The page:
Discover Coastal Dream Towns
So You Want to Live in ... Apalachicola
Genuine people and faulous seafood attract newcomers and visitors to an out-of-the-way Florida fishing town.
Residents of Apalachicola give directions based on “the blinking light.” That’s the flashing downtown signal where U.S. 98 makes a right-angle turn. No one ever mentions the legit stoplight (the only one in Franklin County) nine blocks west.
No wonder tourism promoters call this stretch of the Florida Panhandle “the Forgotten Coast.” Apalachicolans seem to embrace that as a badge of honor. “They’re awesome people. They’re so self-reliant,” Shaun Donahoe says.
Shaun moved here in 1970 from upstate New York, married a “local gal,” and later went into real estate. He says Apalachicola possesses the easy-living qualities that New Urban communities such as Seaside, a couple of hours west, seek to re-create. “New Urbanism is where you can walk everywhere and sit on your porch and visit with the neighbors,” he says. “We have it!” The National Trust for Historic Preservation agrees. It recently honored the town as one of the nation’s most “distinctive destinations.” The historic district amounts to a giant candy store for architecture aficionados. Grand Victorians stand next to modest “Apalachicola bungalows,” all liberally interspersed with tall pines and muscular live oaks. Some homes predate the Civil War.
The essential character of Apalachicola―a hardworking but laid-back town intimately linked to water―has survived decades of booms and busts. A few visitors grouse about the gentrifying influx of galleries and high-end antiques shops. Residents disagree. After all, two prominent downtown streets are named “Market” and “Commerce.”
“The old mercantile buildings have changed functions, but they’re still pretty much what they were originally intended to be,” says photographer Richard Bickel, whose gallery inhabits one of those buildings a half block south of the blinking light. Richard visited on a magazine assignment in 1994, loved the “polite Southern town,” and moved here six months later.
As with a lot of small towns, economic worries have buffeted Apalachicola, particularly affecting the oystering and shrimping
industries. But tourists consider it a hidden gem, and newcomers are adding to the town’s mix.
Dale Julian, owner of Downtown Books & Purl, which sells books and knitting supplies, says Apalachicola’s essence hasn’t changed. She sums up the town with a smile and four words: “Perfect climate. Gracious people.”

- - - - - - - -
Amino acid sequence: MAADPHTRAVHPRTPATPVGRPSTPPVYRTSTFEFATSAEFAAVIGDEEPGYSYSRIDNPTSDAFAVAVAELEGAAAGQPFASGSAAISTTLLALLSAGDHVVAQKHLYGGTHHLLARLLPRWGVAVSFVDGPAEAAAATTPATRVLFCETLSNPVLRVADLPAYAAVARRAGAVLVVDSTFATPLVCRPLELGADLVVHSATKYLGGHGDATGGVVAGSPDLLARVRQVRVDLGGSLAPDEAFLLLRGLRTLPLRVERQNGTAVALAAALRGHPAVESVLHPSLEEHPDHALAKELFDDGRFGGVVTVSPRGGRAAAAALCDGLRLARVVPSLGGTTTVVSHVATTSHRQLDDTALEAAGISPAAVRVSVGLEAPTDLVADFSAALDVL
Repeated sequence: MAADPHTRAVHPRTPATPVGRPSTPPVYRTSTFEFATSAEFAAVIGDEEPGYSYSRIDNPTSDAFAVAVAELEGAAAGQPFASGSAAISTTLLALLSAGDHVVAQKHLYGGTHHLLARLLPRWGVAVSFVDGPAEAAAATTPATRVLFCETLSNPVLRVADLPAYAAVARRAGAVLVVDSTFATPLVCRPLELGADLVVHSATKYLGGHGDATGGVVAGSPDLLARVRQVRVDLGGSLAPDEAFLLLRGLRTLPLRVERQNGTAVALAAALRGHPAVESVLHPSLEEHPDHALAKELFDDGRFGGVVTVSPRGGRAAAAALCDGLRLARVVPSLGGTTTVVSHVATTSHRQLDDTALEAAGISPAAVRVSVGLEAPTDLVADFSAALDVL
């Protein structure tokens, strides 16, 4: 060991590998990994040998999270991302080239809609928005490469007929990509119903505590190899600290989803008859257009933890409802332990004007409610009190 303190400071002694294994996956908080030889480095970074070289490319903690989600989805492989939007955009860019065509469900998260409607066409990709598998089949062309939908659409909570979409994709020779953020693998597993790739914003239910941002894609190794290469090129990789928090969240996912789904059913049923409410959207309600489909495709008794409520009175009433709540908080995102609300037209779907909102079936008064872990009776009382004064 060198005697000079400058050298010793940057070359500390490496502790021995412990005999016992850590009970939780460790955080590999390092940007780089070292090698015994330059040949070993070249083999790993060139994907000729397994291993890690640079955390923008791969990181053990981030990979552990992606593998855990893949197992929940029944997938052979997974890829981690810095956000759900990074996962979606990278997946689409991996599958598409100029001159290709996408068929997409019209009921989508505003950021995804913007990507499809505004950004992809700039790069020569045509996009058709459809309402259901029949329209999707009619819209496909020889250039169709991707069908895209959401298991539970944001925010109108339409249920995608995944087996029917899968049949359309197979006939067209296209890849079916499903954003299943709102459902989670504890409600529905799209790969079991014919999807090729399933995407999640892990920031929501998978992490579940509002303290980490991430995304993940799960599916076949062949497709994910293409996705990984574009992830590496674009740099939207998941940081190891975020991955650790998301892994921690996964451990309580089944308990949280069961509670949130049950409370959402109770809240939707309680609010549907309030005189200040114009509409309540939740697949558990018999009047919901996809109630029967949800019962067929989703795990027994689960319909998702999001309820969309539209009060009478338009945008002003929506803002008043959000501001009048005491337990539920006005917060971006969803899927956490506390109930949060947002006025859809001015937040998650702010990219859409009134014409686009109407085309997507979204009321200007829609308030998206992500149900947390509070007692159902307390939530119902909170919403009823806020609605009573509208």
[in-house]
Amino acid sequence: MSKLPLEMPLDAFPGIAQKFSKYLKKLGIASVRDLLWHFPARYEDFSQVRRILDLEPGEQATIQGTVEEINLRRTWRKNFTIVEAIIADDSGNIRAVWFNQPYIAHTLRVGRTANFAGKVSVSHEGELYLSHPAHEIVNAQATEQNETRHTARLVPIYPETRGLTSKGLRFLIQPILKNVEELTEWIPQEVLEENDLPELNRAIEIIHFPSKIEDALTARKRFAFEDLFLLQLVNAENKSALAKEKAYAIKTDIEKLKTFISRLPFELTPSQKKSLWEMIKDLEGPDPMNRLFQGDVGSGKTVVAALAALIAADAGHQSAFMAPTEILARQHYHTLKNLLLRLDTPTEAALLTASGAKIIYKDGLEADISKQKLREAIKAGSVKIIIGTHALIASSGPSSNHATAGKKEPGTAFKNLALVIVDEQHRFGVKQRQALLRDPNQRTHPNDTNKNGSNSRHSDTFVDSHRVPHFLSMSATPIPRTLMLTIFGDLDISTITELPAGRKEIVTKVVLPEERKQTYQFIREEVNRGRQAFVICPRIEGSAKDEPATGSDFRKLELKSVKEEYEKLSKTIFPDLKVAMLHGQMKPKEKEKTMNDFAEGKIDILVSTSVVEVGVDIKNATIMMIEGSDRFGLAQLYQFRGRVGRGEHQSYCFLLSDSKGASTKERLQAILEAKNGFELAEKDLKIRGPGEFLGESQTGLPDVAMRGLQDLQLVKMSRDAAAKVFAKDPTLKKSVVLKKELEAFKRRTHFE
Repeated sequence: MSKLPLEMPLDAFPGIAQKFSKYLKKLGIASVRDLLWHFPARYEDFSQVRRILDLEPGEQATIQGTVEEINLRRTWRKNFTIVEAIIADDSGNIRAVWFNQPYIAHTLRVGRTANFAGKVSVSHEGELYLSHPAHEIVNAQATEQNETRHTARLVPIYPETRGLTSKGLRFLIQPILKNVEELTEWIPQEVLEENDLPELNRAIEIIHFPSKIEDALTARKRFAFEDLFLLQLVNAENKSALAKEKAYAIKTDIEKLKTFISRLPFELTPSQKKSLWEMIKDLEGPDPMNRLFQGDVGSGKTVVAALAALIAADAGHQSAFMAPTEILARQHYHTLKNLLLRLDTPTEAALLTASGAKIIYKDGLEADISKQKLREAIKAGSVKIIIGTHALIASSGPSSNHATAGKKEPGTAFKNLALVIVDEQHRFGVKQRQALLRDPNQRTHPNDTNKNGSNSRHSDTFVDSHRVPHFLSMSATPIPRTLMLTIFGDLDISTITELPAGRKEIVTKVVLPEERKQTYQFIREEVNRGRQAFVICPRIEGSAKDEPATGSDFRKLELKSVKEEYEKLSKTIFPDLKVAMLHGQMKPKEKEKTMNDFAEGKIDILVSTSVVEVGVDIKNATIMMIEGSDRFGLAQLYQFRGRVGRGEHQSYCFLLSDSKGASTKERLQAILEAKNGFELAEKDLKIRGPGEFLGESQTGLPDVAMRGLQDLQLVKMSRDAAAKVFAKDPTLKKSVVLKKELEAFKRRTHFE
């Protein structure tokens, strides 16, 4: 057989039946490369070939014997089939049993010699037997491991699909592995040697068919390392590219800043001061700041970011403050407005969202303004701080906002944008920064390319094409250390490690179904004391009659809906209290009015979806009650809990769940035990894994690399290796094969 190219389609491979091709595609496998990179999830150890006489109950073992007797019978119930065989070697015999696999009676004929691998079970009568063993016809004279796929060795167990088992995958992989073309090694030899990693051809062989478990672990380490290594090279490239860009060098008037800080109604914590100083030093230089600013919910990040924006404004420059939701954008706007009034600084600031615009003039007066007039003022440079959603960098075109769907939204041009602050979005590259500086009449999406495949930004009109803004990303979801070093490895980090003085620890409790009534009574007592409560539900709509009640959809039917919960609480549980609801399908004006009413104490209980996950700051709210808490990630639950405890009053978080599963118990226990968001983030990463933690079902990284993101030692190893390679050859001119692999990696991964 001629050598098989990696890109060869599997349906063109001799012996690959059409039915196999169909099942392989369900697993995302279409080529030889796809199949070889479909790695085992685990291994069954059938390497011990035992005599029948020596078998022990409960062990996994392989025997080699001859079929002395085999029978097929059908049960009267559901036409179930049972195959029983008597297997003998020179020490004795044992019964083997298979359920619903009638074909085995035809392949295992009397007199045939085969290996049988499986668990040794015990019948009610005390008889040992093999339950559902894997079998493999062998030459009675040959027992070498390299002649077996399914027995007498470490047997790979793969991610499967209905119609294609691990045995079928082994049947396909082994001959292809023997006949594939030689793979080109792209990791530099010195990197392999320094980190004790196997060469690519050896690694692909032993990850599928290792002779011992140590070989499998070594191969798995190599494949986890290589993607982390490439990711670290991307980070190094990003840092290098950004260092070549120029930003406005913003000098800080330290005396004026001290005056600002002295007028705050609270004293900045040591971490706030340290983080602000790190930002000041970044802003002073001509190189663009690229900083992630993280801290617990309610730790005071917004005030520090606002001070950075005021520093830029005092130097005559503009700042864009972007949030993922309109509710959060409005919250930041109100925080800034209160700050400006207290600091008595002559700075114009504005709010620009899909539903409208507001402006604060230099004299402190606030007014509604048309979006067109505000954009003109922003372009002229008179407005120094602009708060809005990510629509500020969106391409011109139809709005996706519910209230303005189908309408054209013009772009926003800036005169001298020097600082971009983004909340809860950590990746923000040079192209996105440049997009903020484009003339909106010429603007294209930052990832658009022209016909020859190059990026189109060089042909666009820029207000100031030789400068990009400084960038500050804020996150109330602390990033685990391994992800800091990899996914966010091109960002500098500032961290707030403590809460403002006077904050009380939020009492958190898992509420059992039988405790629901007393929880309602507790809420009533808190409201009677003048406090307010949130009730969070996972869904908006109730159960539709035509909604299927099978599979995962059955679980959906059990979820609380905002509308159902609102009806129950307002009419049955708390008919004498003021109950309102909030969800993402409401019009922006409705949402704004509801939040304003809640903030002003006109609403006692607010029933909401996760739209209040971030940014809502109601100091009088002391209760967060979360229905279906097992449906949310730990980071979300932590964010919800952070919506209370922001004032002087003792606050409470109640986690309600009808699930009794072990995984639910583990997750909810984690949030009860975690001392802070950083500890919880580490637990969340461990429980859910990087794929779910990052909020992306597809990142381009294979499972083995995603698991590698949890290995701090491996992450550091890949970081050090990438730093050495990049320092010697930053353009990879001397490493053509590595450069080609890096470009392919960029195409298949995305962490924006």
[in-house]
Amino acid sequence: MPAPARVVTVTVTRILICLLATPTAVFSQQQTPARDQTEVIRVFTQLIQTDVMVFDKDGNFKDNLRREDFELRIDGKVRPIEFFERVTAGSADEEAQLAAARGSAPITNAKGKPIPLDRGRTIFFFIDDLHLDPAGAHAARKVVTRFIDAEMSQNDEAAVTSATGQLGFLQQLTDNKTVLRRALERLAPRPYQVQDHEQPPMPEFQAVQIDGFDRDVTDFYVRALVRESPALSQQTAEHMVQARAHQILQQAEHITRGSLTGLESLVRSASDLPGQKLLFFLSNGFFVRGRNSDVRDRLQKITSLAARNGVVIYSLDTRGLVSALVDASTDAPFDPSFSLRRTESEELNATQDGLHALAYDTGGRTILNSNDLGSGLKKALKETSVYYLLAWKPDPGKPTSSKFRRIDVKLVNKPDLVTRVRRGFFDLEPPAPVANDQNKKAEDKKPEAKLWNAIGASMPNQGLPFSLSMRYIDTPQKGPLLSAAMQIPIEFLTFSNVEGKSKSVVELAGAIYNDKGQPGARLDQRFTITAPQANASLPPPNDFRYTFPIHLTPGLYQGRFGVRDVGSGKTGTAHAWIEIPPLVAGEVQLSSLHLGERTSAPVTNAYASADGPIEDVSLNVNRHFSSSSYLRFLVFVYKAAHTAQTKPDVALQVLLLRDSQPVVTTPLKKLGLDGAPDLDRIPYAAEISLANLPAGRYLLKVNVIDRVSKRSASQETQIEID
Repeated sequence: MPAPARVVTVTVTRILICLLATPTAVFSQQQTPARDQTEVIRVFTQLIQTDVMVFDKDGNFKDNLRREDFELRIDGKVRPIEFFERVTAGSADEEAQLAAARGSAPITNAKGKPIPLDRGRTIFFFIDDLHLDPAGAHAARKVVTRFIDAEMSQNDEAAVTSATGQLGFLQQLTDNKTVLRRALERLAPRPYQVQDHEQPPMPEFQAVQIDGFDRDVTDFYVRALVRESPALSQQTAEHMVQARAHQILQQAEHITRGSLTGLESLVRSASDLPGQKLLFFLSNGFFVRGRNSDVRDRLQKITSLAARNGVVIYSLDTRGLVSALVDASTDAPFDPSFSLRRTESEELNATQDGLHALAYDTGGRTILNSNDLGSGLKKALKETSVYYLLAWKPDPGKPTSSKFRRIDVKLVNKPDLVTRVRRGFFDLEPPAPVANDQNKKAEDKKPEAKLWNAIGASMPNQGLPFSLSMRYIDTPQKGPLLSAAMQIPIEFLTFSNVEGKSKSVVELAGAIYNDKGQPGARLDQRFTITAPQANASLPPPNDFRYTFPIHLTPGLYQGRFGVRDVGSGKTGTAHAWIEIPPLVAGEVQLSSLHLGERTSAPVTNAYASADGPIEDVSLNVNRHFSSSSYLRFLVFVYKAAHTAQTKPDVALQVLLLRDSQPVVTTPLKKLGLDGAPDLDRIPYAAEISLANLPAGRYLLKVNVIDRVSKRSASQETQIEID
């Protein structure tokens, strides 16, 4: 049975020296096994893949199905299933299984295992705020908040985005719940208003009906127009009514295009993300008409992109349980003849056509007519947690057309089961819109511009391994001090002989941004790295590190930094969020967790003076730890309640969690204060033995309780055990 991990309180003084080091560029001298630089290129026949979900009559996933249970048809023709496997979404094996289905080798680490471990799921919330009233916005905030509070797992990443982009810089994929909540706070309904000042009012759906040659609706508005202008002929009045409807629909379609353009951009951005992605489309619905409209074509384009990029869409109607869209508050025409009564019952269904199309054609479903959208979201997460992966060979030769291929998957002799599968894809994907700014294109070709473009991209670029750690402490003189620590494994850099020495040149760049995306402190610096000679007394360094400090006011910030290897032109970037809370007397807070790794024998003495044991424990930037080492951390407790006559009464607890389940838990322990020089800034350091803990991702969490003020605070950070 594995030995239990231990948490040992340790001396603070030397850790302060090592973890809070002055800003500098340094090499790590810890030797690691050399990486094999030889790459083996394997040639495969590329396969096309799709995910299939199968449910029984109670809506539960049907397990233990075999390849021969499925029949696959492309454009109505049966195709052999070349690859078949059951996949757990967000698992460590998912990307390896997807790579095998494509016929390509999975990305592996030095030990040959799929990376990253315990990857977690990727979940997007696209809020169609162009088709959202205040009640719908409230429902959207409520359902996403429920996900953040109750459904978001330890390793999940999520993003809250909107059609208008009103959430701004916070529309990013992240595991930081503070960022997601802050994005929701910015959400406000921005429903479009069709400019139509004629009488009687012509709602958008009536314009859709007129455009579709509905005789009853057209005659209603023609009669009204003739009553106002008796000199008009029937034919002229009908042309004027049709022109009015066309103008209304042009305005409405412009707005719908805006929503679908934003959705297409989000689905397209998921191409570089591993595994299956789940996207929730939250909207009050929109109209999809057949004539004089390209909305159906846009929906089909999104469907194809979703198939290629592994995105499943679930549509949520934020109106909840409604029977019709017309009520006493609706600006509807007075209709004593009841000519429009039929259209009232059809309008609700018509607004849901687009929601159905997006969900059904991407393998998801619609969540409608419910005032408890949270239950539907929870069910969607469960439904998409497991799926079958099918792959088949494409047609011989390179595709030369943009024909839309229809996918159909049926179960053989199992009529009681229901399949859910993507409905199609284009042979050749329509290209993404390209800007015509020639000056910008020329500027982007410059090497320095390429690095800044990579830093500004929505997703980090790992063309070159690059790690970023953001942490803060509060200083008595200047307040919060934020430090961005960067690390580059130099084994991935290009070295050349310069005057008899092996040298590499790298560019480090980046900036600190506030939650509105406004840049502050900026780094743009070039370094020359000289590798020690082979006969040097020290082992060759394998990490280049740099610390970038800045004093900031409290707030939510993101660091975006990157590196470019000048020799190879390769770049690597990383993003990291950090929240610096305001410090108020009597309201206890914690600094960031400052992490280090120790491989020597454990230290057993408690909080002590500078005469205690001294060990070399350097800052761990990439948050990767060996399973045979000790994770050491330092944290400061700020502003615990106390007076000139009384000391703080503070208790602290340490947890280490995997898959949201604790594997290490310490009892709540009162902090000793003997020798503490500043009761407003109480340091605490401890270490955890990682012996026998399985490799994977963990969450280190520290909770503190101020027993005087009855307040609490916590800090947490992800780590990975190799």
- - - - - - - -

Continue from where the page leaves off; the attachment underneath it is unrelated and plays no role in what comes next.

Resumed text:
(published December 2008)
Inside Information: Apalachicola
Setting: Nothing bigger than a two-lane road leads to this 1830s-vintage working port (population about 2,300). The nearest beach is on St. George Island, two bridges and 10 minutes away. Apalachicola is 70 miles southeast of Panama City Beach and 75 miles southwest of Tallahassee.Attractions: Peace and quiet. Terrific fishing and boating. Fresh seafood (plump, sweet Apalachicola Bay oysters are among the best anywhere) and excellent restaurants. Nature-oriented experiences (most of the county is publicly owned). Better shopping, including a wine store and a weekly farmers’ market, than most small towns.Drawbacks: Limited job opportunities. The seafood industry, the town’s biggest, is struggling. Hurricane Dennis in 2005 reminded residents how destructive storms can be to the coast. For some of life’s finer things, such as a decent selection of women’s shoes or the Sunday New York Times, residents have to drive to Panama City Beach or Tallahassee.Housing options: Prices in the historic district are higher on the south side of U.S. 98 (closer to the water). The south side has the occasional million-dollar house―usually a restored Victorian on a park or the bay. A three-bedroom, two-bath bungalow might run about $400,000 with a renovated interior, $300,000 without. The equivalent on the north side might cost less than $250,000.Your next-door neighbors: Retired executives from the World Bank, Coca-Cola, and other corporations. Oystermen and shrimpers. Fishing guides. High-powered consultants who visit their clients via private plane. Artists. Part-time residents, including semiretired executives, professors at Florida State University, and schoolteachers.How you’d spend your free time: Hitting the dog-friendly beach at St. George Island. Fishing, boating, or kayaking. Bicycling the paved path along the river. Indulging in a shake or malt at the Old Time Soda Fountain. Attending plays and other events at the Dixie Theatre. Hanging out at the Gibson Inn on Friday nights.